In addition the prepared text, Samdech Techo Hun Sen made some impromptu comments in relation to issues of lack of labors inside the country, passports for students and workers to foreign countries, and competition for labors.
… In this regard, in order to contribute to the conference, I would like to provide a number of recommendations to be used as basis for the discussion:
First, take measures in reducing risky migration of the people by explaining our domestic employment potentials, especially the working opportunity in agricultural sector through all means in order to disseminate and enhance public awareness on the advantages and disadvantages of migration, existing migration policy, rights and laws on employment in a more comprehensive manner through organizing seminars, training workshops directly to the local people.
Passports for Students and Migrant Workers
Regarding this point I would like to clarify as well as to take this opportunity to place an appeal for the start of taking measures with regard to the migration issue from our country. Just now HE Vorng Soat filed a report based on the 2010 research data of the National Institute for Statistics of the Ministry of Planning, in which 7,600,000 over 8,800,000 adult population are employed. 54.2% of them have been distributed to agriculture, 16.2% in industry and 29.6% in service sector.
If we were to review the figures put together by the National Election Committee, there are over 9,000,000 voters. Taking these figures into consideration, it seems that our country has plenty of labor. However, we need to deduct the number of old-age people from the list – considering their non-labor status. For example, senior people in their 80s are no longer working but, with the rights to vote, will be fed by the society.
We are in in a critical labor lacking situation. Every business or production base sounds out their need for labor. On the contrary, our laborers are taking risky and even illegal migration to look for jobs elsewhere. This has created not only lack of labor inside country, but risky and illegal migration has also brought so much difficulties for the countries they have travelled to.
Yesterday, I watched the news on CNC and I was startled by their report that illegal migration happened because of the fact that people do not have passports. And the reason for having no passport is because the price for issuing one is too expensive. I think they still have their newsbar running. How could that be a reason since we have been issuing passports for free for legal migration workers and students? I think CNC should make sure about the person to give interview. Today I reserve my right to deny that.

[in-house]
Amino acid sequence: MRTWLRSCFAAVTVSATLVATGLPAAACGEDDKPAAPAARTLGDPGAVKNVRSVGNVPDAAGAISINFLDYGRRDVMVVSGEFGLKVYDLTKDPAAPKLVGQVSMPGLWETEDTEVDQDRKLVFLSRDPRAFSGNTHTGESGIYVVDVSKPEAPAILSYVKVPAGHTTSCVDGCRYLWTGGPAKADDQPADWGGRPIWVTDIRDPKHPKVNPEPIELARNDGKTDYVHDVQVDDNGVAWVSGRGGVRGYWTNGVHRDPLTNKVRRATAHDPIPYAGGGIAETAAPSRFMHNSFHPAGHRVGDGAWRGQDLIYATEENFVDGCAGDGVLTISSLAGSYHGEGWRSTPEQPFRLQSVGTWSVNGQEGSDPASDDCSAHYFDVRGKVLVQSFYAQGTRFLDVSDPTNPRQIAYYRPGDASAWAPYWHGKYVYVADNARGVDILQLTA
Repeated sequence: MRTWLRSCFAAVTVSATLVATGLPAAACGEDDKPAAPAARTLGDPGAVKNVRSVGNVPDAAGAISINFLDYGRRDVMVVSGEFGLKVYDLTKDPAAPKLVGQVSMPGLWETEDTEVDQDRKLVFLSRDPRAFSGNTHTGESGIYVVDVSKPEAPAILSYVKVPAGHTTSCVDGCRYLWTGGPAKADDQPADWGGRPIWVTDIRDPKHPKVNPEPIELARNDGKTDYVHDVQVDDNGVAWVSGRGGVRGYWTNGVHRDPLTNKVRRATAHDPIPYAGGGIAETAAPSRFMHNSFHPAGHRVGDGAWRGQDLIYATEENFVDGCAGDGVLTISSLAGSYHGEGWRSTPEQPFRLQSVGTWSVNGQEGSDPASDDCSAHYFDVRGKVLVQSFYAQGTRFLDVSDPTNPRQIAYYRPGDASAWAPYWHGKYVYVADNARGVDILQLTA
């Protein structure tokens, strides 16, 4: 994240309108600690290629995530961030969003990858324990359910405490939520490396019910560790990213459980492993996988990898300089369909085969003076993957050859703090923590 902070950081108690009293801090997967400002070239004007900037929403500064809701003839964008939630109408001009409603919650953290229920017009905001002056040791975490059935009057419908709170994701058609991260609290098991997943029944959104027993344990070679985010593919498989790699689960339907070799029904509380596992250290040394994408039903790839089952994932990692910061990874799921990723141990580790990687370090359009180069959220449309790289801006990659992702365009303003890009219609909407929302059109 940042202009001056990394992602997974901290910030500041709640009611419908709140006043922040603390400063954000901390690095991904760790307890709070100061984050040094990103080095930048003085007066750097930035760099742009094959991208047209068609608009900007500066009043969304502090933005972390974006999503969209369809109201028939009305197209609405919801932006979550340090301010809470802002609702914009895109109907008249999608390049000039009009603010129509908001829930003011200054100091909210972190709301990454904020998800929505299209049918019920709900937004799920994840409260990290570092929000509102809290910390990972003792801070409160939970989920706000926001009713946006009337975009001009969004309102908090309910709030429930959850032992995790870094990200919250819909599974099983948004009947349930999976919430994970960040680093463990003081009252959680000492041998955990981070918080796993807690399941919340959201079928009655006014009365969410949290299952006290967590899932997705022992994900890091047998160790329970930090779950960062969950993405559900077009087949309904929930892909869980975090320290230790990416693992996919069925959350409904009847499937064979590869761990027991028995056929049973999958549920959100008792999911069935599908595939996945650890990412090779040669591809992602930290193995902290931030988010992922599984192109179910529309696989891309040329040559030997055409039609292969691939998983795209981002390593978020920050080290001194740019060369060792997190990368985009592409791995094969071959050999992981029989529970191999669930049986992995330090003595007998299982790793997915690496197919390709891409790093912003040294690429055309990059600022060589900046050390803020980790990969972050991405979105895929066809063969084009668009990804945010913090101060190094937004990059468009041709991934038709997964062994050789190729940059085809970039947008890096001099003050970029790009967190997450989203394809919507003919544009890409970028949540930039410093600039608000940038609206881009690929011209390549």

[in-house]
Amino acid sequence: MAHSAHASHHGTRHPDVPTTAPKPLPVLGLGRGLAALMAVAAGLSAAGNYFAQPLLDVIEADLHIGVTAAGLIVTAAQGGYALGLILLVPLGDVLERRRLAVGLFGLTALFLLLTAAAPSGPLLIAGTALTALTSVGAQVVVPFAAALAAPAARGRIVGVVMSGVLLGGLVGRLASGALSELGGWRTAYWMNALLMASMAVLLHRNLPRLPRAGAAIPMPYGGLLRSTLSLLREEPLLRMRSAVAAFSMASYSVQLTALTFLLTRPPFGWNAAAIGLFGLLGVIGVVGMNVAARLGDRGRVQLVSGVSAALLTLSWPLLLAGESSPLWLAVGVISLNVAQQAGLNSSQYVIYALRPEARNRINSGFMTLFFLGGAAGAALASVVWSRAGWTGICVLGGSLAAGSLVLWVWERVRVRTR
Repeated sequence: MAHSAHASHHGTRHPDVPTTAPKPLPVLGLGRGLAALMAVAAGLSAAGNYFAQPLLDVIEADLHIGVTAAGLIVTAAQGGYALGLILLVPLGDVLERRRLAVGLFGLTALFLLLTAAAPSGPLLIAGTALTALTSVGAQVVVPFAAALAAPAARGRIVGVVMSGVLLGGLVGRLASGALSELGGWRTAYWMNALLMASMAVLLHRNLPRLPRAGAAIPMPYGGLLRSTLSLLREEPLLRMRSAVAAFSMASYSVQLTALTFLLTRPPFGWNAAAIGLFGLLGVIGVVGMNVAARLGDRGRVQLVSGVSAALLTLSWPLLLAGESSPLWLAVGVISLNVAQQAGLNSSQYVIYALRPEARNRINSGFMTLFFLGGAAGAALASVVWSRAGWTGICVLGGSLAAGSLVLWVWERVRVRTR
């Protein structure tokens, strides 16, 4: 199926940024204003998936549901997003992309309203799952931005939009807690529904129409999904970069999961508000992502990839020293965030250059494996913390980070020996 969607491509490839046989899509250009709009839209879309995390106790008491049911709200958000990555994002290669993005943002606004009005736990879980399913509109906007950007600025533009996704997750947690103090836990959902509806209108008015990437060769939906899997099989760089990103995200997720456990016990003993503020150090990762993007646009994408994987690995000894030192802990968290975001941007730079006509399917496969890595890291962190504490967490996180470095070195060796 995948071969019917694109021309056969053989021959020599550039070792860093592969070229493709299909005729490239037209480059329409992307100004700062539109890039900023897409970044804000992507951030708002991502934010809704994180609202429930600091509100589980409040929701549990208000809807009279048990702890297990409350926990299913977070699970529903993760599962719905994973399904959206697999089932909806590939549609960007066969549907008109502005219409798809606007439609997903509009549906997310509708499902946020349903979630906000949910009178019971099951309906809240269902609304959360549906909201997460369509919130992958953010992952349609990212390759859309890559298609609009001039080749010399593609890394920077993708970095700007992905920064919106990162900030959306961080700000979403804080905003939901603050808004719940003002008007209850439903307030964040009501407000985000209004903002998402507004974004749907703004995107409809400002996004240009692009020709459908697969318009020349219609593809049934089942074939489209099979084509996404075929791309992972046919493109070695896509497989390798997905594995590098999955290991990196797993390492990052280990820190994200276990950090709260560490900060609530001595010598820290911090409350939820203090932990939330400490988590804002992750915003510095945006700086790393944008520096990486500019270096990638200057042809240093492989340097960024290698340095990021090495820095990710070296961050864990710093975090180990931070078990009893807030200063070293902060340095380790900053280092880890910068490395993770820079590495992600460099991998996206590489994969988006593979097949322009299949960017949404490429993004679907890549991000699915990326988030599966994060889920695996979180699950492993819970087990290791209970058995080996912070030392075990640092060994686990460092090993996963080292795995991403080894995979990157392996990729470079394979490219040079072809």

Deputy Prime Minister and Minister for Economy and Finance, HE Keat Chhon, reported to me that we have paid millions USD in issuing passports (for students and migrant workers). They may have to remove the news from the newsbar on TV as the news is not true. The total cost of issuing passports for these catagories of people is about 20 UDS for stamps. The Royal Government paid millions of USD on passports for migrant workers. So this news has to be rectified.
Labor is indeed lacking in Cambodia. Take for instance in area of agriculture. Considering the area of cultivation of 2,500,000 hectares of rainy seasson rice, how much labor do we need? How much more do we need taking into consideration the dry season rice and other crops? Rubber and cashew nuts are also one of the labor intensive sectors. We also have the need for labor in hotels, construction sites, garment factories, etc. In general, we are noting the re-emergence of the country’s growth in agriculture, industry, service and construction. Unfortunately, we are noticing the increase in risky and illegally emigration.
Wages, Residences, Work Conditions – Key for Competition
The issue here is that there is a need for fierce competition with regard to monthly wages. Garment factories in Phnom Penh already start competing for workers. I am urging garment, construction, agributure and service sectors to start with the increment of basic wages to attract and keep people in their industries. Since we have left the issue of wages for the factories to figure out and compete among themselves, I expect that we will see no more demonstrations or strikes demanding more pay. It will be fair that if any factories cannot compete, they will have to close down.
Also, the second area of importance is the residence and well-being of the workers. If they want workers, they will have to provide a better living environment. Take for instance in the Bokor Mountain Resort, the owner provide their workers with places to stay or they could not retain workers to work on their construction as the sites is on top of the hill and would require time and resource to go to and from every day. I think it is a solution that factories in other places should be considering or they would have to cover travelling and residential expenses for them.